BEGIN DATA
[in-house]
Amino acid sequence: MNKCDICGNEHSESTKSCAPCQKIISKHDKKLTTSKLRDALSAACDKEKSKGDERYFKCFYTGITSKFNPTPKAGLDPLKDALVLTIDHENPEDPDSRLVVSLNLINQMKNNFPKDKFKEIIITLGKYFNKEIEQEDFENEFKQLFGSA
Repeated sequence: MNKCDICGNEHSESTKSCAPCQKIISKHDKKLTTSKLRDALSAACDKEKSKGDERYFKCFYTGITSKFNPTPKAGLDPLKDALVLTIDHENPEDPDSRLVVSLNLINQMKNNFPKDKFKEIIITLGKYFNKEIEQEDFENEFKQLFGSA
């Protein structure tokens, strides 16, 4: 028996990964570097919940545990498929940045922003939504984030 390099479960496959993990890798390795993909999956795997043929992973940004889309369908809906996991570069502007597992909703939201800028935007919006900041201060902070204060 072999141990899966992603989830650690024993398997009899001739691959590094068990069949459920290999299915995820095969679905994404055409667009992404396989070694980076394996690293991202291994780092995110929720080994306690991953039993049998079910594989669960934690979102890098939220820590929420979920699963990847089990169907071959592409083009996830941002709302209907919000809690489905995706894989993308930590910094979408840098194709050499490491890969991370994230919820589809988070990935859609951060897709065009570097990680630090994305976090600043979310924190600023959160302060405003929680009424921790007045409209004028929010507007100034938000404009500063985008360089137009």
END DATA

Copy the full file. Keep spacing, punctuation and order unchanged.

[in-house]
Amino acid sequence: MNKCDICGNEHSESTKSCAPCQKIISKHDKKLTTSKLRDALSAACDKEKSKGDERYFKCFYTGITSKFNPTPKAGLDPLKDALVLTIDHENPEDPDSRLVVSLNLINQMKNNFPKDKFKEIIITLGKYFNKEIEQEDFENEFKQLFGSA
Repeated sequence: MNKCDICGNEHSESTKSCAPCQKIISKHDKKLTTSKLRDALSAACDKEKSKGDERYFKCFYTGITSKFNPTPKAGLDPLKDALVLTIDHENPEDPDSRLVVSLNLINQMKNNFPKDKFKEIIITLGKYFNKEIEQEDFENEFKQLFGSA
């Protein structure tokens, strides 16, 4: 028996990964570097919940545990498929940045922003939504984030 390099479960496959993990890798390795993909999956795997043929992973940004889309369908809906996991570069502007597992909703939201800028935007919006900041201060902070204060 072999141990899966992603989830650690024993398997009899001739691959590094068990069949459920290999299915995820095969679905994404055409667009992404396989070694980076394996690293991202291994780092995110929720080994306690991953039993049998079910594989669960934690979102890098939220820590929420979920699963990847089990169907071959592409083009996830941002709302209907919000809690489905995706894989993308930590910094979408840098194709050499490491890969991370994230919820589809988070990935859609951060897709065009570097990680630090994305976090600043979310924190600023959160302060405003929680009424921790007045409209004028929010507007100034938000404009500063985008360089137009």